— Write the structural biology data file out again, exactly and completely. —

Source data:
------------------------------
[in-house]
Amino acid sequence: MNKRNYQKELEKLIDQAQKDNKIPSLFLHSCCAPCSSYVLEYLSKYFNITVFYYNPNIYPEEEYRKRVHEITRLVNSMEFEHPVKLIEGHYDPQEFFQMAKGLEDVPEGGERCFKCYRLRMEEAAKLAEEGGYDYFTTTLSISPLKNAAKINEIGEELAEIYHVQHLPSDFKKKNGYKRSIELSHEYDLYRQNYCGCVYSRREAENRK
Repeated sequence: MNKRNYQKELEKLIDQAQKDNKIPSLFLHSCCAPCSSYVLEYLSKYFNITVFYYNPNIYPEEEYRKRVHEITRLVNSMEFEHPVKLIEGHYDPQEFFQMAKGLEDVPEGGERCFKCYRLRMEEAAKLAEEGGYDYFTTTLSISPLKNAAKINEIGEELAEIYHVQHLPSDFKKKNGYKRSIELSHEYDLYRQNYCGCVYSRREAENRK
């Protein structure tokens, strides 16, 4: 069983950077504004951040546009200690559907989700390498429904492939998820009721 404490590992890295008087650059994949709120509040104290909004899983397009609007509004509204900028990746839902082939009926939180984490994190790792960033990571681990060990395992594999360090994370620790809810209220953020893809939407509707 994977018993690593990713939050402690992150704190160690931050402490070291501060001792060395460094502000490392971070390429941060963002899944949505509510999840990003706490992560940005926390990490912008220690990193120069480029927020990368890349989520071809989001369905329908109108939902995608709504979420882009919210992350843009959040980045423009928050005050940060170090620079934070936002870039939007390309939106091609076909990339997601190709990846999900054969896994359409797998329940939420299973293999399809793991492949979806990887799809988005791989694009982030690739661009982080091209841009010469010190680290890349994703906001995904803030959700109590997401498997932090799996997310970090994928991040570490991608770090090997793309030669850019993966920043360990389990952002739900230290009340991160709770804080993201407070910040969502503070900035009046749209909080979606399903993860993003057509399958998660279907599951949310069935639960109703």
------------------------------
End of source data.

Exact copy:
[in-house]
Amino acid sequence: MNKRNYQKELEKLIDQAQKDNKIPSLFLHSCCAPCSSYVLEYLSKYFNITVFYYNPNIYPEEEYRKRVHEITRLVNSMEFEHPVKLIEGHYDPQEFFQMAKGLEDVPEGGERCFKCYRLRMEEAAKLAEEGGYDYFTTTLSISPLKNAAKINEIGEELAEIYHVQHLPSDFKKKNGYKRSIELSHEYDLYRQNYCGCVYSRREAENRK
Repeated sequence: MNKRNYQKELEKLIDQAQKDNKIPSLFLHSCCAPCSSYVLEYLSKYFNITVFYYNPNIYPEEEYRKRVHEITRLVNSMEFEHPVKLIEGHYDPQEFFQMAKGLEDVPEGGERCFKCYRLRMEEAAKLAEEGGYDYFTTTLSISPLKNAAKINEIGEELAEIYHVQHLPSDFKKKNGYKRSIELSHEYDLYRQNYCGCVYSRREAENRK
């Protein structure tokens, strides 16, 4: 069983950077504004951040546009200690559907989700390498429904492939998820009721 404490590992890295008087650059994949709120509040104290909004899983397009609007509004509204900028990746839902082939009926939180984490994190790792960033990571681990060990395992594999360090994370620790809810209220953020893809939407509707 994977018993690593990713939050402690992150704190160690931050402490070291501060001792060395460094502000490392971070390429941060963002899944949505509510999840990003706490992560940005926390990490912008220690990193120069480029927020990368890349989520071809989001369905329908109108939902995608709504979420882009919210992350843009959040980045423009928050005050940060170090620079934070936002870039939007390309939106091609076909990339997601190709990846999900054969896994359409797998329940939420299973293999399809793991492949979806990887799809988005791989694009982030690739661009982080091209841009010469010190680290890349994703906001995904803030959700109590997401498997932090799996997310970090994928991040570490991608770090090997793309030669850019993966920043360990389990952002739900230290009340991160709770804080993201407070910040969502503070900035009046749209909080979606399903993860993003057509399958998660279907599951949310069935639960109703």